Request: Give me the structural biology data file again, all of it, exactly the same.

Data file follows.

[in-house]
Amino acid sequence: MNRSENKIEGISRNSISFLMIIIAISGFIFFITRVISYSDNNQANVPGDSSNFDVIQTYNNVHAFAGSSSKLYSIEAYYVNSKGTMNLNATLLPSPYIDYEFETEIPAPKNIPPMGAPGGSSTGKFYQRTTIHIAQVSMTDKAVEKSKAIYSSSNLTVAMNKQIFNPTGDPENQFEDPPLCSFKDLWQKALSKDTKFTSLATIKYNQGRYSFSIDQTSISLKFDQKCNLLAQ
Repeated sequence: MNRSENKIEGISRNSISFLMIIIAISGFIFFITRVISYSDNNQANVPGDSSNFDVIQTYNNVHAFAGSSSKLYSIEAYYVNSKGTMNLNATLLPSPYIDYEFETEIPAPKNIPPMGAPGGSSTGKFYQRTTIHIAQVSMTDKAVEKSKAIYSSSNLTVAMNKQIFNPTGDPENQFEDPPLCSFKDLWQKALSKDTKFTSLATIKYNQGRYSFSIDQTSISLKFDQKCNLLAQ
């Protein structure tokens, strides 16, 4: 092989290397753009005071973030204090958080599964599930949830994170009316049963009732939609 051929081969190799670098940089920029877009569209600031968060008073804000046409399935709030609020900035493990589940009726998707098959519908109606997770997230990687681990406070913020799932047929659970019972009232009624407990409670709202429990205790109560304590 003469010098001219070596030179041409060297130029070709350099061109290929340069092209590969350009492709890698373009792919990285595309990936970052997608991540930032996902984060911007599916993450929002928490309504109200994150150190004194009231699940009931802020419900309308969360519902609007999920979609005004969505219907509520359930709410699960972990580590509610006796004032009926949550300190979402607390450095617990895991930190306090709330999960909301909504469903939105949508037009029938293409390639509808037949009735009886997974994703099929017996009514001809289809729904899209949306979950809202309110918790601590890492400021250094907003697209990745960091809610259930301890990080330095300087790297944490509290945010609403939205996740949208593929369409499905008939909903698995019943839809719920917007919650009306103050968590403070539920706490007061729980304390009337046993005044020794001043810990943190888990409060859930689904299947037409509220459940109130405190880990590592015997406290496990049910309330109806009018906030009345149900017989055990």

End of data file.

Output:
[in-house]
Amino acid sequence: MNRSENKIEGISRNSISFLMIIIAISGFIFFITRVISYSDNNQANVPGDSSNFDVIQTYNNVHAFAGSSSKLYSIEAYYVNSKGTMNLNATLLPSPYIDYEFETEIPAPKNIPPMGAPGGSSTGKFYQRTTIHIAQVSMTDKAVEKSKAIYSSSNLTVAMNKQIFNPTGDPENQFEDPPLCSFKDLWQKALSKDTKFTSLATIKYNQGRYSFSIDQTSISLKFDQKCNLLAQ
Repeated sequence: MNRSENKIEGISRNSISFLMIIIAISGFIFFITRVISYSDNNQANVPGDSSNFDVIQTYNNVHAFAGSSSKLYSIEAYYVNSKGTMNLNATLLPSPYIDYEFETEIPAPKNIPPMGAPGGSSTGKFYQRTTIHIAQVSMTDKAVEKSKAIYSSSNLTVAMNKQIFNPTGDPENQFEDPPLCSFKDLWQKALSKDTKFTSLATIKYNQGRYSFSIDQTSISLKFDQKCNLLAQ
């Protein structure tokens, strides 16, 4: 092989290397753009005071973030204090958080599964599930949830994170009316049963009732939609 051929081969190799670098940089920029877009569209600031968060008073804000046409399935709030609020900035493990589940009726998707098959519908109606997770997230990687681990406070913020799932047929659970019972009232009624407990409670709202429990205790109560304590 003469010098001219070596030179041409060297130029070709350099061109290929340069092209590969350009492709890698373009792919990285595309990936970052997608991540930032996902984060911007599916993450929002928490309504109200994150150190004194009231699940009931802020419900309308969360519902609007999920979609005004969505219907509520359930709410699960972990580590509610006796004032009926949550300190979402607390450095617990895991930190306090709330999960909301909504469903939105949508037009029938293409390639509808037949009735009886997974994703099929017996009514001809289809729904899209949306979950809202309110918790601590890492400021250094907003697209990745960091809610259930301890990080330095300087790297944490509290945010609403939205996740949208593929369409499905008939909903698995019943839809719920917007919650009306103050968590403070539920706490007061729980304390009337046993005044020794001043810990943190888990409060859930689904299947037409509220459940109130405190880990590592015997406290496990049910309330109806009018906030009345149900017989055990």